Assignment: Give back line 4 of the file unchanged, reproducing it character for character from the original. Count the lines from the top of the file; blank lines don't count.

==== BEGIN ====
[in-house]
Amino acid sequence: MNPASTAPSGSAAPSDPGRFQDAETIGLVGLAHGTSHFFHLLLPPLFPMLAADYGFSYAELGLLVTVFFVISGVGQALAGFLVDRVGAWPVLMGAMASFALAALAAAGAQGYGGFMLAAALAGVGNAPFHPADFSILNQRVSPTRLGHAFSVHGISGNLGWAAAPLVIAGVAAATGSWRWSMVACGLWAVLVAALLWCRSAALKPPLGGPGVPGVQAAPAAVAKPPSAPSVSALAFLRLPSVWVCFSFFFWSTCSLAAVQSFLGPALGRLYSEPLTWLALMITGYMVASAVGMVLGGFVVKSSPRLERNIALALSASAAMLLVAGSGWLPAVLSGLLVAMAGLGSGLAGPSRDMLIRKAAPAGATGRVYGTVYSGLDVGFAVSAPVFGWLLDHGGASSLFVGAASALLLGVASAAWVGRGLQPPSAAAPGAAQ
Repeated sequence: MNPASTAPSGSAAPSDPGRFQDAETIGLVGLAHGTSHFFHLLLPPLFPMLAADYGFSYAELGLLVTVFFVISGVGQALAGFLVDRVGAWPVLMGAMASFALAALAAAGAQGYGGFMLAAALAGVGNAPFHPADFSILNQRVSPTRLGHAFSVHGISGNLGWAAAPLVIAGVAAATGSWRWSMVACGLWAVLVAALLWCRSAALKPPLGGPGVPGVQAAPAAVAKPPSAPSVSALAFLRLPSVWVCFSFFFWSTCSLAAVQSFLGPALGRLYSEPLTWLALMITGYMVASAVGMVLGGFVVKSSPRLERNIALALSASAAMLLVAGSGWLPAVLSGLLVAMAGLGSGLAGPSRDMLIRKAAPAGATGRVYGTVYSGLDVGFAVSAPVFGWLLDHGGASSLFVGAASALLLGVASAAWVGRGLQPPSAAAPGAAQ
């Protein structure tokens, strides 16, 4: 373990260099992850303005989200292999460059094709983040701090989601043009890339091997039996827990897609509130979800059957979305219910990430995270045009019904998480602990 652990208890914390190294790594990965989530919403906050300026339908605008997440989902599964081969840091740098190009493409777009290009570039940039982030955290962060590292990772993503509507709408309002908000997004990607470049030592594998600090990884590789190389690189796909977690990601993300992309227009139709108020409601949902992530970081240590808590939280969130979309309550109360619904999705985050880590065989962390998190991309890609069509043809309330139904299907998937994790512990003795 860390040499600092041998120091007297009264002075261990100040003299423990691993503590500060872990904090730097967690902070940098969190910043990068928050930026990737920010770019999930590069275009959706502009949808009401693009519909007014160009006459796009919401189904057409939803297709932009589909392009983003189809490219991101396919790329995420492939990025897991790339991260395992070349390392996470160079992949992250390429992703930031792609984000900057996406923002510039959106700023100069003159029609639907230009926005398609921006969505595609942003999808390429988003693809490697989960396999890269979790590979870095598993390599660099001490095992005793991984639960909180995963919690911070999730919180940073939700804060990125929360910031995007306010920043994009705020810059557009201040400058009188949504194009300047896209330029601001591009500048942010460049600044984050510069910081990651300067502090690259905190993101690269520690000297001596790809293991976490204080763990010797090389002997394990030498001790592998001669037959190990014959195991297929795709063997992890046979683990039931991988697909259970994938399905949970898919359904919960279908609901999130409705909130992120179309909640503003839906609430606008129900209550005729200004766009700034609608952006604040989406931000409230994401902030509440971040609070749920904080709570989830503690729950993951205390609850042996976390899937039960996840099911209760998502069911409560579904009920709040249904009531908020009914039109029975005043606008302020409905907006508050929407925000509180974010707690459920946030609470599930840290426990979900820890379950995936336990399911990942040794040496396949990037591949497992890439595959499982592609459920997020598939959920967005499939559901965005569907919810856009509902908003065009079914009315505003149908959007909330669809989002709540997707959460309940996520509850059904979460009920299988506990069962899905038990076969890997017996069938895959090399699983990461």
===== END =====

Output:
């Protein structure tokens, strides 16, 4: 373990260099992850303005989200292999460059094709983040701090989601043009890339091997039996827990897609509130979800059957979305219910990430995270045009019904998480602990 652990208890914390190294790594990965989530919403906050300026339908605008997440989902599964081969840091740098190009493409777009290009570039940039982030955290962060590292990772993503509507709408309002908000997004990607470049030592594998600090990884590789190389690189796909977690990601993300992309227009139709108020409601949902992530970081240590808590939280969130979309309550109360619904999705985050880590065989962390998190991309890609069509043809309330139904299907998937994790512990003795 860390040499600092041998120091007297009264002075261990100040003299423990691993503590500060872990904090730097967690902070940098969190910043990068928050930026990737920010770019999930590069275009959706502009949808009401693009519909007014160009006459796009919401189904057409939803297709932009589909392009983003189809490219991101396919790329995420492939990025897991790339991260395992070349390392996470160079992949992250390429992703930031792609984000900057996406923002510039959106700023100069003159029609639907230009926005398609921006969505595609942003999808390429988003693809490697989960396999890269979790590979870095598993390599660099001490095992005793991984639960909180995963919690911070999730919180940073939700804060990125929360910031995007306010920043994009705020810059557009201040400058009188949504194009300047896209330029601001591009500048942010460049600044984050510069910081990651300067502090690259905190993101690269520690000297001596790809293991976490204080763990010797090389002997394990030498001790592998001669037959190990014959195991297929795709063997992890046979683990039931991988697909259970994938399905949970898919359904919960279908609901999130409705909130992120179309909640503003839906609430606008129900209550005729200004766009700034609608952006604040989406931000409230994401902030509440971040609070749920904080709570989830503690729950993951205390609850042996976390899937039960996840099911209760998502069911409560579904009920709040249904009531908020009914039109029975005043606008302020409905907006508050929407925000509180974010707690459920946030609470599930840290426990979900820890379950995936336990399911990942040794040496396949990037591949497992890439595959499982592609459920997020598939959920967005499939559901965005569907919810856009509902908003065009079914009315505003149908959007909330669809989002709540997707959460309940996520509850059904979460009920299988506990069962899905038990076969890997017996069938895959090399699983990461």